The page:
Kosher bread from Gütersloh

Rabbi visits the Mestemacher group.

Rabbi Tuvia Hod-Hochwald and Prof. Dr. Ulrike Detmers, Shareholder, Member of the Management Board and Speaker of the Mestemacher Group, Gütersloh.

Gütersloh (WB). There’s a Rabbi baking at Mestemacher. The Gütersloh producer of wholegrain breads and international speciality breads is happy to welcome him. Without the blessing of the Jewish religious leader, Mestemacher would not be able to sell one crumb in Israel.

It is not enough to simply bake the bread unsoured. A Rabbi must light the oven in which the bread is to be baked. Not just any rabbi, but one recognised by the chief rabbi in Israel. After his visit to Gütersloh he fills out a certificate which may say something like, “I hereby certify that I have checked the ingredients, production and packaging process of all bread varieties produced by Mestemacher GmbH. I found that they do not contain non-kosher ingredients nor have they come into contact with such substances. They are therefore kosher and parve for the whole year with the exception of the Passover festival. This certificate is valid until the end of September 2008.”

Rabbi Tuvia Hod-Hochwald has been filling out certificates like this for Mestemacher since 1994. He comes once a year from Bad Kissingen and checks whether the production process has changed in any way. At the end of his visit the rabbi “lights” the oven – he presses the switch in the production hall. “After this I have to promise him not to let the oven go out at all over the coming year,” says Managing Director Albert Detmers, who keeps strictly to this rule.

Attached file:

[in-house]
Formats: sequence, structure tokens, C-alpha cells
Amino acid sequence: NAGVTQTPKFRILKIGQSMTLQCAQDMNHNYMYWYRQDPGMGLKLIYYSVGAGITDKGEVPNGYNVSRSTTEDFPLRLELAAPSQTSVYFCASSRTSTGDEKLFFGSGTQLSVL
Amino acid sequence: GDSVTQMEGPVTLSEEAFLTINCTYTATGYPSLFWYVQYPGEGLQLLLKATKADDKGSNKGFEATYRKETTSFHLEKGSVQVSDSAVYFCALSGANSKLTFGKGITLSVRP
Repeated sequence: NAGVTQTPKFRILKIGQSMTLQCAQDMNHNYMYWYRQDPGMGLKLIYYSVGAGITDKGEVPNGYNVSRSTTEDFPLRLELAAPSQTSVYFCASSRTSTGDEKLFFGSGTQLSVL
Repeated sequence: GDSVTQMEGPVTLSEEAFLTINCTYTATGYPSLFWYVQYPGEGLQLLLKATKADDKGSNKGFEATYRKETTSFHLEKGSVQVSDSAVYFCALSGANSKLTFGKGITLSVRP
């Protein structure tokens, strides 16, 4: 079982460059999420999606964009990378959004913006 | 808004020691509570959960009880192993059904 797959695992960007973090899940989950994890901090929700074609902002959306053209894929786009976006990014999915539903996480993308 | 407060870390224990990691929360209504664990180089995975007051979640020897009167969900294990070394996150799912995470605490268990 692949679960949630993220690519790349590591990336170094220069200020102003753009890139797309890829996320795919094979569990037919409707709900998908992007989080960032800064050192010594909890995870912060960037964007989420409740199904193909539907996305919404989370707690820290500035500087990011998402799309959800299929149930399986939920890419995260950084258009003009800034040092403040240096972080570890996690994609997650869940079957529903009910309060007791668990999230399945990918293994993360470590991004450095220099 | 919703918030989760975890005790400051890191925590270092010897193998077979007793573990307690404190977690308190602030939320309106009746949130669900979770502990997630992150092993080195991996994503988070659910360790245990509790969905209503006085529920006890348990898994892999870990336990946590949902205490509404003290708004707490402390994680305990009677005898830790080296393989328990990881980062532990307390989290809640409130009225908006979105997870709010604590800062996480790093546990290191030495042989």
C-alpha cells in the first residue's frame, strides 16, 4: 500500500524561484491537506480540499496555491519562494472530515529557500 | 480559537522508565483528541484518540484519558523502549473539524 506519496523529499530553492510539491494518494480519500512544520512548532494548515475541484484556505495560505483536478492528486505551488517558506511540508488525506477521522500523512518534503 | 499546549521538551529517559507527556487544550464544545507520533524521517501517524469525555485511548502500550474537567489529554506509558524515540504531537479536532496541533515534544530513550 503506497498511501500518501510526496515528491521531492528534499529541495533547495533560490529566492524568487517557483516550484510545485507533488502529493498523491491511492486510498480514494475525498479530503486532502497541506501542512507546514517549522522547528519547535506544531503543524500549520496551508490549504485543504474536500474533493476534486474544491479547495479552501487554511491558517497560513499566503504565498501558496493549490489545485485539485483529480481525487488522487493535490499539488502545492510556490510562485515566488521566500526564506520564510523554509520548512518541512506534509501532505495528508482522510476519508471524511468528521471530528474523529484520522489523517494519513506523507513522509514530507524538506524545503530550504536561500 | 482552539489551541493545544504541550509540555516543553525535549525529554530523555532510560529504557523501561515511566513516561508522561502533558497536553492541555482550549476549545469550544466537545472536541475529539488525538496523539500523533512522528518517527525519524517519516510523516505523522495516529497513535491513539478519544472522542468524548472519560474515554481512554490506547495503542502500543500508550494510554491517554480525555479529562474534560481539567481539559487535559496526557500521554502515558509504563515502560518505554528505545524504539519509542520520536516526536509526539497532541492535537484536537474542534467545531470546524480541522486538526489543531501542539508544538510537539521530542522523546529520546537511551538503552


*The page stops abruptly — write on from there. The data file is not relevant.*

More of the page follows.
“Without this certificate we would not be able to place our products in any Israeli supermarkets,” explains Prof. Dr. Ulrike Detmers, Shareholder, Member of the Management Board and Speaker of the Mestemacher Group. We would lose a high, six-figure turnover. “Six and a half million potential customers live in Israel, of whom many are Russian Jews who grew up on Vollkornbrot,” summarises export head Helmut Knoblauch. Of even greater interest is the American market with ten million potential consumers. Knoblauch says, “Over there, kosher products have a particularly good reputation. A reputation almost as good as our organic label.”

So, according to the certificate the Mestemacher bread is kosher, meaning that it is permitted by Jewish religious law. But what does “parve” mean? Rabbi Tuvia Hod-Hochwald, one of three authorised experts for Jewish food laws in Germany, replies, “It means neutral. The central tenet of the Jewish food laws is the separation of meat and dairy. Bread is neither meat nor dairy. Therefore it is parve. And it can be eaten with both – meat or dairy. But not at the same time.

Written by Stephan Rechlin, published in the Westfalen-Blatt Gütersloh District on 15.03.2008

Rabbi Tuvia Hod-Hochwald